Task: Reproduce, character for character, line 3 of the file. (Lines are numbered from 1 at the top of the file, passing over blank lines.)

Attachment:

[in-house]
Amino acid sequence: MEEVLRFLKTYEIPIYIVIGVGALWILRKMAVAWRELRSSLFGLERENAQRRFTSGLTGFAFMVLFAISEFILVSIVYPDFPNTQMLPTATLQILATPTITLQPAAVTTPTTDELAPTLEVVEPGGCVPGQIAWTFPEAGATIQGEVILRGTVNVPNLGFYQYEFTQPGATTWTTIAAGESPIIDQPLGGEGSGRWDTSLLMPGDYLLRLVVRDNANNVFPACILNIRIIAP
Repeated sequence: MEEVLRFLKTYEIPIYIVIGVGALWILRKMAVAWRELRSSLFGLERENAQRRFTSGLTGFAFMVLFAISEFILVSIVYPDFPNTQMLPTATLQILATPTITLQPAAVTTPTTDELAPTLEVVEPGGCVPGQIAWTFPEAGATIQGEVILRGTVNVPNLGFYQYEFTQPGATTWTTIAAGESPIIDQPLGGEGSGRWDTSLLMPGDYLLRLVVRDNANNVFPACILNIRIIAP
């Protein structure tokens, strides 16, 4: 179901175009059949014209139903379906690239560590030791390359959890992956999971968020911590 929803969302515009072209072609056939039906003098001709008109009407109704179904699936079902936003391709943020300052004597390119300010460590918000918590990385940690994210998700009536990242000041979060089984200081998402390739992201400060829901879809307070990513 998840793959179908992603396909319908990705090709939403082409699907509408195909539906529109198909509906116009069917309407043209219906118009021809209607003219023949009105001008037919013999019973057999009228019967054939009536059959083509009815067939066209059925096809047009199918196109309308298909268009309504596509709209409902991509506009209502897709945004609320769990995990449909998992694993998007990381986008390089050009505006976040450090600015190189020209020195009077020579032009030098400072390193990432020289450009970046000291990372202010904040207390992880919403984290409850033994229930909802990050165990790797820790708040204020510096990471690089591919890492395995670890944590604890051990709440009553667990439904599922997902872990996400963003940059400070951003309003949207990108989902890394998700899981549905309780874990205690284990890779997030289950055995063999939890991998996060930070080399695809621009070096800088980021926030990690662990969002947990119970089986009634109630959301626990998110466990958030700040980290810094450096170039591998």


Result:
Repeated sequence: MEEVLRFLKTYEIPIYIVIGVGALWILRKMAVAWRELRSSLFGLERENAQRRFTSGLTGFAFMVLFAISEFILVSIVYPDFPNTQMLPTATLQILATPTITLQPAAVTTPTTDELAPTLEVVEPGGCVPGQIAWTFPEAGATIQGEVILRGTVNVPNLGFYQYEFTQPGATTWTTIAAGESPIIDQPLGGEGSGRWDTSLLMPGDYLLRLVVRDNANNVFPACILNIRIIAP